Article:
The research selected the Tuojia catchment and Jianshan catchment in Changsha County, Hunan Province, to comparatively study the effects of rice agriculture on the nitrogen and phosphorus concentrations and exports in streams in the typical agricultural catchments of the hilly red soil earth region. The monitoring of 16 months suggested that, there was a moderate stream nutrient pollution in both Tuojia and Jianshan catchments, especially for nitrogen pollution. Comparing the two catchments, the nitrogen and phosphorus concentrations were higher and the water quality was worse in the Tuojia catchment than that in the Jianshan catchment. From the nutrient composition of view, ammonia nitrogen was the main species of total nitrogen in the Tuojia catchment (accounting for 58.5% of total nitrogen), while it was nitrate nitrogen in the Jianshan catchment (accounting for 76. 1% of total nitrogen). The proportion of dissolved phosphorus in total phosphorus was 47. 1% in the Tuojia catchment, higher than the proportion of 37.5% in the Jianshan catchment. From temporal variations of nutrient dynamics of view, concentrations of all forms of nitrogen were higher during January to February and in July, respectively, and total phosphorus and dissolved phosphorus were higher during May to June and during October to December. Since the stream discharge in the catchments concentrated during the rice growing period from April to October, the higher nutrient concentrations during the period suggested potential risks of nitrogen and phosphorus losses. The total nitrogen mass flux was 1.67 kg x (hm2 x month)(-1) and TP was 0.06 kg x (hm2 x month)(-1) in the Tuojia catchment, which were greater than the 0.44 kg x (hm2 x month)(-1) and 0.02 kg x (hm2 x month)(-1) in the Jianshan catchment. Given the similar climate, geomorphology, soil type and cultivation patterns but the different area proportion of rice agriculture between two catchments, results suggested that, under the traditional

  6. Animation-based Sketching

    DEFF Research Database (Denmark)

    Vistisen, Peter

    This thesis is based on the results of a three-year long PhD-study at the Department of Communication and Psychology at Aalborg University. The thesis consist of five original papers, a book manuscript, as well as a linking text with the thesis’ research questions, research design, and summary...... experiments has been carried out, applying animation-based sketching in various contexts and at varying points in the design process. In the studies, I evaluate the viability of the approach, the practical integration into the design process, and map how consensus between stakeholders in design can...

  7. Downstream approaches to phosphorus management in agricultural landscapes: regional applicability and use.

    Science.gov (United States)

    Kröger, R; Dunne, E J; Novak, J; King, K W; McLellan, E; Smith, D R; Strock, J; Boomer, K; Tomer, M; Noe, G B

    2013-01-01

    This review provides a critical overview of conservation practices that are aimed at improving water quality by retaining phosphorus (P) downstream of runoff genesis. The review is structured around specific downstream practices that are prevalent in various parts of the United States. Specific practices that we discuss include the use of controlled drainage, chemical treatment of waters and soils, receiving ditch management, and wetlands. The review also focuses on the specific hydrology and biogeochemistry associated with each of those practices. The practices are structured sequentially along flowpaths as you move through the landscape, from the edge-of-field, to adjacent aquatic systems, and ultimately to downstream P retention. Often practices are region specific based on geology, cropping practices, and specific P related problems and thus require a right practice, and right place mentality to management. Each practice has fundamental P transport and retention processes by systems that can be optimized by management with the goal of reducing downstream P loading after P has left agricultural fields. The management of P requires a system-wide assessment of the stability of P in different biogeochemical forms (particulate vs. dissolved, organic vs. inorganic), in different storage pools (soil, sediment, streams etc.), and under varying biogeochemical and hydrological conditions that act to convert P from one form to another and promote its retention in or transport out of different landscape components. There is significant potential of hierarchically placing practices in the agricultural landscape and enhancing the associated P mitigation. But an understanding is needed of short- and long-term P retention mechanisms within a certain practice and incorporating maintenance schedules if necessary to improve P retention times and minimize exceeding retention capacity.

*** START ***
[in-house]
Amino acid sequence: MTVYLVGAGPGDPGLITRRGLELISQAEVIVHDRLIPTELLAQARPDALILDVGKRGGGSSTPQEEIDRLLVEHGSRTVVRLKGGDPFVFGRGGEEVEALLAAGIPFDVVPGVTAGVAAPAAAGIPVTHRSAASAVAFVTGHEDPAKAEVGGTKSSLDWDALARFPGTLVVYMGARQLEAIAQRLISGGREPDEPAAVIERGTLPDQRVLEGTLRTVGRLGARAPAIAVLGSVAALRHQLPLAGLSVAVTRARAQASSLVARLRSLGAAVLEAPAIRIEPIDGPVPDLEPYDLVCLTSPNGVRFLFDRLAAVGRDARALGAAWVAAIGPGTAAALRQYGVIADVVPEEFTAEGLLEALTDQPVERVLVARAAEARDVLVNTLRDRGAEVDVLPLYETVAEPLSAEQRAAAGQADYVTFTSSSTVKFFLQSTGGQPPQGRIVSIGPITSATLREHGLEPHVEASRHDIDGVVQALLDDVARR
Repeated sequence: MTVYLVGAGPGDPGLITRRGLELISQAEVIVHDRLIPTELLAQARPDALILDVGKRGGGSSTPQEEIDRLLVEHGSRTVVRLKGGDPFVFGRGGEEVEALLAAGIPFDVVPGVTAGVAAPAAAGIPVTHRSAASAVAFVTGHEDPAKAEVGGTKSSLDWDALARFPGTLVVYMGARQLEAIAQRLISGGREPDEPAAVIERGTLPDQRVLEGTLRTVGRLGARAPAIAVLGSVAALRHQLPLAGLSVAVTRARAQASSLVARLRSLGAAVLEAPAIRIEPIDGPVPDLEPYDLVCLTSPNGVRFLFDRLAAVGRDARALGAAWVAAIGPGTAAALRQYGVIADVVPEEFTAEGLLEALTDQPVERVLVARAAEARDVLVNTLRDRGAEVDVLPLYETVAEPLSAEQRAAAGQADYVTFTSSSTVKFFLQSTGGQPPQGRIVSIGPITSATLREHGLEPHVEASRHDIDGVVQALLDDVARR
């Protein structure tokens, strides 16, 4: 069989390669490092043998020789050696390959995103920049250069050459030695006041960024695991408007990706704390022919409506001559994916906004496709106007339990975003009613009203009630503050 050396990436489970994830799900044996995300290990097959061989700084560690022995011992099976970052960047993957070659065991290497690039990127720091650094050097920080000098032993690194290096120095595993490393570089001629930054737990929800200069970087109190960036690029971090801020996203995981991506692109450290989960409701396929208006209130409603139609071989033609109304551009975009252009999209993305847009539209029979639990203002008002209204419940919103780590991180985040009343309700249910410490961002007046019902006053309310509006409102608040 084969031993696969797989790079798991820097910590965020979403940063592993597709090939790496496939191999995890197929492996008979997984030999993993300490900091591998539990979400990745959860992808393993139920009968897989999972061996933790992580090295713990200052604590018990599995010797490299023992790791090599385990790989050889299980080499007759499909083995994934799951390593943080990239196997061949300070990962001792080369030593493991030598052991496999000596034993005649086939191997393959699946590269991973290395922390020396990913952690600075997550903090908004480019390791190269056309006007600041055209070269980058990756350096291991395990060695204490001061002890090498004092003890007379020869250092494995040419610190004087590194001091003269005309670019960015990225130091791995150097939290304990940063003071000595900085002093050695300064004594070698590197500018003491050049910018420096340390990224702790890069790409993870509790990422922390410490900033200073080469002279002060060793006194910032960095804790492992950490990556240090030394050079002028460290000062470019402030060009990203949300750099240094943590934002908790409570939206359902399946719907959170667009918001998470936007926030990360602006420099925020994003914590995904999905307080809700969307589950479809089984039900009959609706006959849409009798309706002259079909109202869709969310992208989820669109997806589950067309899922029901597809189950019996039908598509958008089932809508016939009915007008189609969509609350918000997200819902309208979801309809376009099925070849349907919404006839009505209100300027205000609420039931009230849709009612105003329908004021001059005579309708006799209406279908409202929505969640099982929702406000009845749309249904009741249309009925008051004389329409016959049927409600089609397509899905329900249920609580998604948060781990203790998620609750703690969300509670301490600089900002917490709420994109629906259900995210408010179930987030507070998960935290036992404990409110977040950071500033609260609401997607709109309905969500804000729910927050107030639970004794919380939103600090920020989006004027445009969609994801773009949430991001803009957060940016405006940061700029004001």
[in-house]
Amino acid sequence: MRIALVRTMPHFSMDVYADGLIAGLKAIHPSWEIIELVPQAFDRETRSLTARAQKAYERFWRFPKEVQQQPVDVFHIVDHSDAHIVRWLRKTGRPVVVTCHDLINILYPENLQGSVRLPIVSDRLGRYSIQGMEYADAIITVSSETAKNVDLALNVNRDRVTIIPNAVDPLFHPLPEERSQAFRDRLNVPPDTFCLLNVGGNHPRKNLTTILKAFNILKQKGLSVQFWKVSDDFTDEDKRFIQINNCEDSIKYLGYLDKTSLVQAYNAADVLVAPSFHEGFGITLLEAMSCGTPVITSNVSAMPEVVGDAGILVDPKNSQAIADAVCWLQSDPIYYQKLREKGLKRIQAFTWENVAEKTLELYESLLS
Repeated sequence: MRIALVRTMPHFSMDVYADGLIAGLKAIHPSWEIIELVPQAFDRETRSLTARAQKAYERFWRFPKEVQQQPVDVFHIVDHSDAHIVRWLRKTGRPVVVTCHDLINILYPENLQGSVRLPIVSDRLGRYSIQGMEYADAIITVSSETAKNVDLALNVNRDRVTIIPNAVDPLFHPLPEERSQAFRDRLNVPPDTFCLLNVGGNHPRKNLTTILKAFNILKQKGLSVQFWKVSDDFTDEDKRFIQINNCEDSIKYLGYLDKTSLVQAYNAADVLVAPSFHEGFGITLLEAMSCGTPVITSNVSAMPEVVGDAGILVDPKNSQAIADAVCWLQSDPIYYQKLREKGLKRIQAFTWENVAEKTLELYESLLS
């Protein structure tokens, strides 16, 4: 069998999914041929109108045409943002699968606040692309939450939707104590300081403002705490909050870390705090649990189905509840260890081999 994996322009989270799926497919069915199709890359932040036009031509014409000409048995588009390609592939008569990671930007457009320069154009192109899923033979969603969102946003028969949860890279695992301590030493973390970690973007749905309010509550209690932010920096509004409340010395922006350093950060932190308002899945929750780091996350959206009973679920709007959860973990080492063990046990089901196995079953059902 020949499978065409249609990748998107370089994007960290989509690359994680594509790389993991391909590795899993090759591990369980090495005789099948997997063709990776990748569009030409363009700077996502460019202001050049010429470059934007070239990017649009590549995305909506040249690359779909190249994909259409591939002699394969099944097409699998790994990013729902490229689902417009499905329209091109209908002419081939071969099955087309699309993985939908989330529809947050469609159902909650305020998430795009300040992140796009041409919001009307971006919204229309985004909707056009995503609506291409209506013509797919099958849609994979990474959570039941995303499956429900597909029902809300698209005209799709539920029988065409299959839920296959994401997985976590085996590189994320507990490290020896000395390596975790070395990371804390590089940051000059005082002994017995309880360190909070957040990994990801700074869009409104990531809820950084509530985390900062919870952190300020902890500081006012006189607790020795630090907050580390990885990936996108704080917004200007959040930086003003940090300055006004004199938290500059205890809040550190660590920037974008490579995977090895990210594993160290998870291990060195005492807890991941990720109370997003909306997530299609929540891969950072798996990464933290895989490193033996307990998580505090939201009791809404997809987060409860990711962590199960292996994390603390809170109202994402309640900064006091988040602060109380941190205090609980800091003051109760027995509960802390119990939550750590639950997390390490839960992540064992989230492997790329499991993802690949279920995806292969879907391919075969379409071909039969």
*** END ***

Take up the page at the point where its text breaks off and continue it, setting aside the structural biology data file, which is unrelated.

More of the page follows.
8. Spatially-Distributed Cost-Effectiveness Analysis Framework to Control Phosphorus from Agricultural Diffuse Pollution.

    Directory of Open Access Journals (Sweden)

    Runzhe Geng